What’s the deal with the weather?
In the past five weeks (or possibly even longer ago than that), there has been only one Saturday I can recall when the weather wasn’t rubbish. That was last Saturday. But to make up for it, this Saturday has been utter shite. It started raining last night and was prolonged enough and heavy enough to cause surface flooding. It was no more pleasant this morning and although the rain has stopped, it’s cool enough to warrant a scarf.
You might think that blogging about the weather is fairly desperate [It is. –ed.], but I’m noting a meteorological phenomenon. In the future, a string of rainy Saturdays will be known as the Chengdu Saturday Effect. For my discovery, I’ll be cited in all the best journals of meteorology and feted at annual gatherings of meteorologists. [And does the so-called Chengdu Saturday Effect include inane, lunatic ramblings? –ed.]
If the weather looks like it’s going to remain dry this afternoon, I might go in search of Alatriste again. [20.08.14. A big mistake. The film was awful.]

Snow in Sichuan

Settle down.

As you can see from the pictures, last night’s snow actually settled, although it was little more than a dusting. I had a phone call from Linda this morning asking me to come to school and take some photos of her and Rose. Unfortunately, by the time I got there, the snow on the running track had vanished and was rapidly disappearing elsewhere. It hasn’t completely vanished. As I was coming home from Zoe’s this evening, I spotted a snowman that someone had made on top of one of the cars back along the street.

A dusting of snow Rose and Linda cavorting in the snow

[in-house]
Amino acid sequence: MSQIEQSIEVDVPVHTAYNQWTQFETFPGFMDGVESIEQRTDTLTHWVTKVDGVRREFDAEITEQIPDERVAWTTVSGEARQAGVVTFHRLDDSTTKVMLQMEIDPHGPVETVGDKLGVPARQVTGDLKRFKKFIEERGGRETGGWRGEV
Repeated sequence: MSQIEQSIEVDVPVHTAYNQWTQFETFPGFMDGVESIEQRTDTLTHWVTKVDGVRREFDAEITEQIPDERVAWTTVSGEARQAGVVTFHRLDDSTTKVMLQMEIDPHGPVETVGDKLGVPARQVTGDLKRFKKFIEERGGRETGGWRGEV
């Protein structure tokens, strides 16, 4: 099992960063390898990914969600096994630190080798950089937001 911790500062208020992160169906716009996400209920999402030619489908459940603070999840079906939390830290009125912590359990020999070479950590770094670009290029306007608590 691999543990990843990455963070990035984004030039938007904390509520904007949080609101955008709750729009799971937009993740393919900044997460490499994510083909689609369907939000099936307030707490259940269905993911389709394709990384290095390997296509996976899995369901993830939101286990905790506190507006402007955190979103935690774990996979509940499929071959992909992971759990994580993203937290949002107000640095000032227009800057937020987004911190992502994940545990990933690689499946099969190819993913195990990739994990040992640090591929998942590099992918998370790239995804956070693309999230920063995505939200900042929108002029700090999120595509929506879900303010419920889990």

Teaching should be done at room temperature

Report finds frozen children ‘less excitable’.

Well, it turns out that the lack of heating in our classrooms is policy. I should remind viewers that our students’ parents pay extra for them to be in our classes. I should also remind viewers that Chinese high schools are pay-per-view anyway. Are parents paying for their single offspring to be frozen? Where’s all the money from their school fees gone?

Update: The heating was on in our classrooms this afternoon. Don’t know where the impetus for that came from, though, but it was nice to be warm in class again.

There are worse stories. We’ve heard that one school has no heating. This is because there’s no central heating south of the Yangzi River, the belief apparently being that it’s never cold enough to need it. Perversely enough, I’m south of the Mediterranean Sea (as I think I’ve noted before), but I’m sure north Africa is warmer than this place.

The fog

Cutting it with a knife.

I’m not sure whether it’s a long time since I’ve seen fog this thick, or whether I’ve never actually seen fog this thick. The visibility is down to about 5m at best.

[19.06.13. I well remember this, and crossing the road to the school with some trep­id­ation because the cars and trucks didn’t seem to be slowing down or turning their lights on. Again, how were people not splattered all over the road?]